Monday, October 26, 2009

Correcting Bush-era climate change propaganda

Posted By on Mon, Oct 26, 2009 at 11:30 AM

Editing science = lying. We the People deserve to know what's being pumped into our air, water, underneath the ground and into our bodies.

While the last Bush administration edited science to suit the needs of big business, the Obama administration takes their job a little more seriously. They seem to understand that no amount of corporate profit or shareholder praise is worth our health or the earth's.

The apparent interference by Council on Environmental Quality during the Bush administration prompted a 16-month congressional investigation beginning in July 2006 that pored over 27,000 pages of White House documents. "The evidence before the committee leads to one inescapable conclusion: the Bush administration has engaged in a systematic effort to manipulate climate change science and mislead policymakers and the public about the dangers of global warming," the Committee on Oversight and Government Reform wrote in its report on the matter in December 2007. "White House officials and political appointees in the agencies censored congressional testimony on the causes and impacts of global warming, controlled media access to government climate scientists, and edited federal scientific reports to inject unwarranted uncertainty into discussions of climate change."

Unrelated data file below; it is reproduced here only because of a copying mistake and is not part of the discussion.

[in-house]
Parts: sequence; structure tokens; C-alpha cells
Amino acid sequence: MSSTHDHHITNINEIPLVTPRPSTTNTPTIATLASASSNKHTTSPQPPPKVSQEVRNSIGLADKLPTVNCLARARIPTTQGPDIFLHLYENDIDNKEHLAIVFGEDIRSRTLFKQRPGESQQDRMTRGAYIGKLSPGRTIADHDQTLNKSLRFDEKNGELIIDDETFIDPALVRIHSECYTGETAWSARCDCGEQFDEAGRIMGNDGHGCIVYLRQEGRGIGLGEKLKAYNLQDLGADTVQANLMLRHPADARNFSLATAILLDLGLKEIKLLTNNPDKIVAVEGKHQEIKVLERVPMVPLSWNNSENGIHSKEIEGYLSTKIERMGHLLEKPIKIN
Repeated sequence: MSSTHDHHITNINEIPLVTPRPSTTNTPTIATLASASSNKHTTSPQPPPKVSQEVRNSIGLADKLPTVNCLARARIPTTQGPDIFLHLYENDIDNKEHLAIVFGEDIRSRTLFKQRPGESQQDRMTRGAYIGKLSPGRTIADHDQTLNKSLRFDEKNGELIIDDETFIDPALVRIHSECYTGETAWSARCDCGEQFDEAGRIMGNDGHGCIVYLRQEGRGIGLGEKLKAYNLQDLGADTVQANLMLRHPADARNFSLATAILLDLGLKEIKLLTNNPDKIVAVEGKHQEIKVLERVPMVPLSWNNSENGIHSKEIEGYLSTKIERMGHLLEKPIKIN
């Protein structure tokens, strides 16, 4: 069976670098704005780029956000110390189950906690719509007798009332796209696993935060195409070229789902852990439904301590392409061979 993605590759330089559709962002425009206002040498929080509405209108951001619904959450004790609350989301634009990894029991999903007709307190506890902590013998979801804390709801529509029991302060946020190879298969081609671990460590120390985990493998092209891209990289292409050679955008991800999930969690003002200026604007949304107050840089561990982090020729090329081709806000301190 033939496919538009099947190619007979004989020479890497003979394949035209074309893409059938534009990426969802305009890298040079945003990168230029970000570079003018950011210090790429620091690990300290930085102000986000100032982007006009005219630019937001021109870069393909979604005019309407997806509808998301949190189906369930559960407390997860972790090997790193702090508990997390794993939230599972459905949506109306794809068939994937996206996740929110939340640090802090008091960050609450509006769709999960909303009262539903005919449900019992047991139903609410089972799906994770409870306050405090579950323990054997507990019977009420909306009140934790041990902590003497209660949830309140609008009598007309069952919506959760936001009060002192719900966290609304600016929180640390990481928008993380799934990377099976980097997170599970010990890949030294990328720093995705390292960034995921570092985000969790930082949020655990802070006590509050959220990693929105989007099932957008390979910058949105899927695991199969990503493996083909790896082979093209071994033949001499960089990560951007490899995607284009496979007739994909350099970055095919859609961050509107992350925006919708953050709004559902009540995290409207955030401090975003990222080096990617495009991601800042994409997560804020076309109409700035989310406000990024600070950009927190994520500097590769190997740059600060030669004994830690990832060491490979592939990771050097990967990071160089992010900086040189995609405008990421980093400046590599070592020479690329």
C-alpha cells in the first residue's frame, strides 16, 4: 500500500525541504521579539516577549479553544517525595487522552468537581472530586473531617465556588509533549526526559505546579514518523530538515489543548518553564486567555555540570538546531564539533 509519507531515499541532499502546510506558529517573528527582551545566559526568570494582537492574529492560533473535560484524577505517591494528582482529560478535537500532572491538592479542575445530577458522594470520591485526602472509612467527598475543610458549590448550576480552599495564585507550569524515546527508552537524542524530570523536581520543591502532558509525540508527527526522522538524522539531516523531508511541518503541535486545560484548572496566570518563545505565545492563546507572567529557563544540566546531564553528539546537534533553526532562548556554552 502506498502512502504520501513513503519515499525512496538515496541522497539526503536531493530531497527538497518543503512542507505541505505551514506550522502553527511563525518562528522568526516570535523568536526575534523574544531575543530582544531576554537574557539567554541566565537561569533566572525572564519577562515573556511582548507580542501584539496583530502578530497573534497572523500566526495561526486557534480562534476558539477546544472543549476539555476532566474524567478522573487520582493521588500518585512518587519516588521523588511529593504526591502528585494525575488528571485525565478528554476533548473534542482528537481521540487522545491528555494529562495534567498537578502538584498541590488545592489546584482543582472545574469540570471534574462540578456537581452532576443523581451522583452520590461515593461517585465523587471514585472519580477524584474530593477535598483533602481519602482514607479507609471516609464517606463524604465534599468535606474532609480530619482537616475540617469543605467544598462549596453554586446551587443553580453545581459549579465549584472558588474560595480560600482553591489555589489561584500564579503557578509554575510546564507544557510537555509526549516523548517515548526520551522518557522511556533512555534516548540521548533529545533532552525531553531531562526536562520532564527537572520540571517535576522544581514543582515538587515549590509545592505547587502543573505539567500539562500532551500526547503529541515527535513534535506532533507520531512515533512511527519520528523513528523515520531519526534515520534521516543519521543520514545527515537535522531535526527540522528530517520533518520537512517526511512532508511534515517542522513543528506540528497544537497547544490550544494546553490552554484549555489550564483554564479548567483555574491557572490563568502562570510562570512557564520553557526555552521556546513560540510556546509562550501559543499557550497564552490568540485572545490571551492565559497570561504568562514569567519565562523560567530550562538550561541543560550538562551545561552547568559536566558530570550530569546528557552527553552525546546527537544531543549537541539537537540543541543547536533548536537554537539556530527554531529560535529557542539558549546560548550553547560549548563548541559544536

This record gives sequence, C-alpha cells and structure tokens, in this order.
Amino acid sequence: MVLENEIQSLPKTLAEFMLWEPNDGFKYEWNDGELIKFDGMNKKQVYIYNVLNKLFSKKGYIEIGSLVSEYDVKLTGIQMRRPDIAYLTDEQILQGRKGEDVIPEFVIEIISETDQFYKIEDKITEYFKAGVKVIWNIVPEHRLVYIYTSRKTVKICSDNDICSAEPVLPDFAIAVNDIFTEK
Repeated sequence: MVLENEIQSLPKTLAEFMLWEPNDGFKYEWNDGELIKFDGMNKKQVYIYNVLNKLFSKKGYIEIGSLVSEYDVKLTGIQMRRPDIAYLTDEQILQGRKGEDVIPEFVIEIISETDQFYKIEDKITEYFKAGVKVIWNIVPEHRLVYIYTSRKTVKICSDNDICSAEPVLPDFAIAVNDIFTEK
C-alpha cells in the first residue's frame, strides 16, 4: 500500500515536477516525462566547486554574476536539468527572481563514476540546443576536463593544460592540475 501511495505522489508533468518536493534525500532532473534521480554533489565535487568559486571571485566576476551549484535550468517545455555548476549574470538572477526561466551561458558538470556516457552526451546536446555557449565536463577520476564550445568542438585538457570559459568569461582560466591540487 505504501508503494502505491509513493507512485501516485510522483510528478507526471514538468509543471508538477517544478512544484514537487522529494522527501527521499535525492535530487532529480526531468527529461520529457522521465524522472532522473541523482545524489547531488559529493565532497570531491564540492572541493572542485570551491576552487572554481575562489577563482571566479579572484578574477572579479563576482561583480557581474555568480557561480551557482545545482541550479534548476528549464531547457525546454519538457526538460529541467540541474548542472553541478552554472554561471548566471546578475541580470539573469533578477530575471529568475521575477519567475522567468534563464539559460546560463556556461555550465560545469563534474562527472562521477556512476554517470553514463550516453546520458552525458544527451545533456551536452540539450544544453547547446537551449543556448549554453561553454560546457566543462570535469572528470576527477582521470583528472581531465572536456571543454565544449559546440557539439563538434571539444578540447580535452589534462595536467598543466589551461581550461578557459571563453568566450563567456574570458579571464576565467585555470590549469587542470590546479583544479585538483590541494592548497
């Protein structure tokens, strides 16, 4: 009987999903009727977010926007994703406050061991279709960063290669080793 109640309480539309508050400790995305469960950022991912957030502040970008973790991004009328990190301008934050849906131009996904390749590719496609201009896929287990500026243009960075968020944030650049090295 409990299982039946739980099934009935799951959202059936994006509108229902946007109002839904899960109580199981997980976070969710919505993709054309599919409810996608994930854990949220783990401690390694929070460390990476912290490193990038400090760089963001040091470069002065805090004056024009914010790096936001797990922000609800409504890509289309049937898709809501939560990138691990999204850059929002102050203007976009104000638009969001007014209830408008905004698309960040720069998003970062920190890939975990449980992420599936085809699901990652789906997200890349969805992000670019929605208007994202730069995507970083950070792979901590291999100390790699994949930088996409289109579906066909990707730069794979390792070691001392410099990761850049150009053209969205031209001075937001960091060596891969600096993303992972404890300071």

The CEQ also helped shape the U.S. Environmental Protection Agency's (EPA) declaration that it did not have the authority to regulate greenhouse gas emissions as well as its decision not to declare them a danger to public health under the Clean Air Act, despite an internal EPA analysis noting that greenhouse gas emissions endangered public welfare. "The decision to go with an advanced notice [of proposed rule making] or not was ultimately Steve Johnson's" (the EPA administrator at the end of the Bush tenure), Connaughton says. "That comes out of a broader policy management discussion about how far [you] could go with the Clean Air Act versus how far you could go with legislation…I would have tried to get the climate legislative piece going earlier. If I could have gotten that going a year-and-half earlier, that would have heightened prospects of climate legislation by the end of our term."

The EPA's stance, however, was struck down by the U.S. Supreme Court in April 2007, and one of the first actions of Lisa Jackson, the new EPA administrator under the Obama administration, was to declare CO2 and other greenhouse gases a threat to public health and welfare and release a proposed endangerment finding largely built on the earlier ignored analysis.

With the advent of the Obama administration, CEQ again reorganized, and some of its duties under the previous administration—such as taking the lead in climate change policymaking—were given to a newly created White House Office of Energy and Climate Policy directed by former Clinton-era EPA administrator, Carol Browner.

Her new approach at CEQ "is to be guided by science and law," Sutley says. "I'm not a scientist and I'm not going to comment on the science. My role here and CEQ's role is to advise the president on environmental policy. The science is what the science is."

Read the entire Scientific American article here.

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